So around 21:00 we drove up to our Cathedral in Southwark where the Diocesan Youth Service was pulling an all-nighter. We were pleasantly surprised. There was exposition of the Blessed Sacrament and confessions, a decade of the rosary each hour followed by a catechesis on one of the works of mercy and some hymns a bit pop guitary for our tastes but well sung.
The atmosphere was reverent and there must have been 50 or 60 people, which looked rather sparse in such a big church. Lots of young people from the Youth Service to ensure that things ran smoothly and you couldn't fault the organisation. There were various prayer stations in the chapels and a room for painting icons which our three older children enjoyed once they were adorationed out!
In a country where most children are tucked up in bed at 19:30 it's important to occasionally take them out of their routine and their comfort zone to have a small experience of the radicality of Christ's call. Our youngest, Virginia didn't make it and fell asleep on the way, but the fact that we were going to Church at such a strange time was a lesson in itself. Lucia had a few 'power naps' (as she put it) while the prayer was going on, but we reminded the children who were complaining of being tired of Christ's request to his disciples in the Garden, 'could you not stay awake and keep watch with me for one hour'? (Mt 26:40)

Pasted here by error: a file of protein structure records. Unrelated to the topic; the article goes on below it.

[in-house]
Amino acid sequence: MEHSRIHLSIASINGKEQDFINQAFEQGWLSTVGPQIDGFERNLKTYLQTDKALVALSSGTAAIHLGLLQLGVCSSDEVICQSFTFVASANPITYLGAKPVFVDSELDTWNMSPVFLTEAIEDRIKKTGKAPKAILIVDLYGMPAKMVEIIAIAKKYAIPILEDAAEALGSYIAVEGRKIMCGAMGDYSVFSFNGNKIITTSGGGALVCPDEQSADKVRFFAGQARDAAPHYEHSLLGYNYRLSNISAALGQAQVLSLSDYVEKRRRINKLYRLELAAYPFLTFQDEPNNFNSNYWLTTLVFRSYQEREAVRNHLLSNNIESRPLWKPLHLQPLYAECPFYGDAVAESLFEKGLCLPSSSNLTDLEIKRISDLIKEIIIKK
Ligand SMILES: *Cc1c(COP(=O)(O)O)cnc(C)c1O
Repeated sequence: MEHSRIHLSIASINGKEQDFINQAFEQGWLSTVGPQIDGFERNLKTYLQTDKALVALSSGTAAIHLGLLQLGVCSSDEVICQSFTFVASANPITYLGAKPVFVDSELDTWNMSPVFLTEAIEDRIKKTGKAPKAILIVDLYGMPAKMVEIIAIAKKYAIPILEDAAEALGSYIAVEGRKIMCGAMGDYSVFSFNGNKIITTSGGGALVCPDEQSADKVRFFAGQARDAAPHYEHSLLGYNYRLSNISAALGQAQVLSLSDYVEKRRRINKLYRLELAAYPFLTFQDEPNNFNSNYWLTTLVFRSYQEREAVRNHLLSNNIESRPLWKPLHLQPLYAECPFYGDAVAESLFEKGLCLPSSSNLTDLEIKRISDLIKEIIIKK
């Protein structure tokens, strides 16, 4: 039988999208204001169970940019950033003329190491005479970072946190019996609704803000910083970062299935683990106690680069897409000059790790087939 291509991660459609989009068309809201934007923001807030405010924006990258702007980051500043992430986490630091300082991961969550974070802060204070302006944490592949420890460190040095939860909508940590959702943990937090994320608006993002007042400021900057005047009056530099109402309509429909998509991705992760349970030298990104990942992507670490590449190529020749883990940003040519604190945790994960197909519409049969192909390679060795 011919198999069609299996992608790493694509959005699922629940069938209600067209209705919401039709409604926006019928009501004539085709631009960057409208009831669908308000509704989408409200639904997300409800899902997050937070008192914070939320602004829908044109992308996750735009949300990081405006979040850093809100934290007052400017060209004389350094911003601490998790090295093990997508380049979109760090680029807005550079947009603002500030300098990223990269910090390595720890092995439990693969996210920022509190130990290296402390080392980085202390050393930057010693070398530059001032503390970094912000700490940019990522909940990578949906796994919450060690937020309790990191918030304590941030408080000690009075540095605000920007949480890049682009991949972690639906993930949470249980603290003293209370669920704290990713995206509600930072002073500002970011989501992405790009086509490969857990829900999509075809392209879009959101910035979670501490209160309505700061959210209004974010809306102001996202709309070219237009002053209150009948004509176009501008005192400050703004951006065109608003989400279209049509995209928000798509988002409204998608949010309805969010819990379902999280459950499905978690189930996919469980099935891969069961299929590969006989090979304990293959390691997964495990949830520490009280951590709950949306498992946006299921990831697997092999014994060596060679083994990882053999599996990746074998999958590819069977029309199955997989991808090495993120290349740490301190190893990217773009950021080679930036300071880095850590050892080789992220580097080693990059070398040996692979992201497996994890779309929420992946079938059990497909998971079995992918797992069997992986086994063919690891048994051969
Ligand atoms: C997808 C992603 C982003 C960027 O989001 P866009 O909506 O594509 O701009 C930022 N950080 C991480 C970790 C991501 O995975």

One of the problems of living in a minority Catholic country and one particularly like England is that the churches themselves are always in such an infelicitous geographical position. Pope Francis wanted the 24 hours for the Lord to be more ad extra than ad intra. To call people in rather than simply gather the usual suspects. You can imagine in Rome or other Italian cities where the church sits squarely in the main piazza that the 'passing trade' on a Friday night would be considerable. In England laws were passed to ensure that such a thing was not possible. Churches had to be built away from the main street and this ensures that 'passing trade' is always minimal.
As for the local parishes I wish that priests could see that we want to be challenged. Our children want to do something difficult. It's true that people are busy but we need to be helped to see that there is something more important than our busyness, our comfort, our routine and that is the chance to encounter Christ himself. Praying late at night is a practical struggle with traffic, with tiredness, with our comfort and routine but that is the Christian life... we need to train for a spiritual battle.
There's still time until this evening! Go with your family if you can, the more inconvenient the better!